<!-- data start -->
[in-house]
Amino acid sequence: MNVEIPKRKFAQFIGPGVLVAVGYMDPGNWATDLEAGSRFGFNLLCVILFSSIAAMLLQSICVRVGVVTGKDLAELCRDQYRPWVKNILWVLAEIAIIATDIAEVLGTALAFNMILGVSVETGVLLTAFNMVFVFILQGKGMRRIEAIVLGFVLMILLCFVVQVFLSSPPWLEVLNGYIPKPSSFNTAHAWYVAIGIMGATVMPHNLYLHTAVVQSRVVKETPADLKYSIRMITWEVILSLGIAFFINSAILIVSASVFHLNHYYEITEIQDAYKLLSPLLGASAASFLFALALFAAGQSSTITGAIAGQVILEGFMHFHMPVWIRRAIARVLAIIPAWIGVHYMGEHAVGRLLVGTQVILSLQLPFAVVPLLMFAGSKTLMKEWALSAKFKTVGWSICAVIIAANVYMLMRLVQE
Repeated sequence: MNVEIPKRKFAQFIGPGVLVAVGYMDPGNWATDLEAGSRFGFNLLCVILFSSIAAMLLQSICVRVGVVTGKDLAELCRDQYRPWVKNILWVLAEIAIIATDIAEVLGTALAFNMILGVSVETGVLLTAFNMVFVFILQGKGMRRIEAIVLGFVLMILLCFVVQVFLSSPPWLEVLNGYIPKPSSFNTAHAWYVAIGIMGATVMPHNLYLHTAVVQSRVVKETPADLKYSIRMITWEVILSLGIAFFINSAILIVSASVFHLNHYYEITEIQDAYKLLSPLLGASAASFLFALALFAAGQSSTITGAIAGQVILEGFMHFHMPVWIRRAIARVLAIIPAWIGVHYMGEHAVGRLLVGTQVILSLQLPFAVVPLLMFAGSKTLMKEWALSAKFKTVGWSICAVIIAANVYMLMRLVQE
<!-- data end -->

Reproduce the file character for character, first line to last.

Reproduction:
[in-house]
Amino acid sequence: MNVEIPKRKFAQFIGPGVLVAVGYMDPGNWATDLEAGSRFGFNLLCVILFSSIAAMLLQSICVRVGVVTGKDLAELCRDQYRPWVKNILWVLAEIAIIATDIAEVLGTALAFNMILGVSVETGVLLTAFNMVFVFILQGKGMRRIEAIVLGFVLMILLCFVVQVFLSSPPWLEVLNGYIPKPSSFNTAHAWYVAIGIMGATVMPHNLYLHTAVVQSRVVKETPADLKYSIRMITWEVILSLGIAFFINSAILIVSASVFHLNHYYEITEIQDAYKLLSPLLGASAASFLFALALFAAGQSSTITGAIAGQVILEGFMHFHMPVWIRRAIARVLAIIPAWIGVHYMGEHAVGRLLVGTQVILSLQLPFAVVPLLMFAGSKTLMKEWALSAKFKTVGWSICAVIIAANVYMLMRLVQE
Repeated sequence: MNVEIPKRKFAQFIGPGVLVAVGYMDPGNWATDLEAGSRFGFNLLCVILFSSIAAMLLQSICVRVGVVTGKDLAELCRDQYRPWVKNILWVLAEIAIIATDIAEVLGTALAFNMILGVSVETGVLLTAFNMVFVFILQGKGMRRIEAIVLGFVLMILLCFVVQVFLSSPPWLEVLNGYIPKPSSFNTAHAWYVAIGIMGATVMPHNLYLHTAVVQSRVVKETPADLKYSIRMITWEVILSLGIAFFINSAILIVSASVFHLNHYYEITEIQDAYKLLSPLLGASAASFLFALALFAAGQSSTITGAIAGQVILEGFMHFHMPVWIRRAIARVLAIIPAWIGVHYMGEHAVGRLLVGTQVILSLQLPFAVVPLLMFAGSKTLMKEWALSAKFKTVGWSICAVIIAANVYMLMRLVQE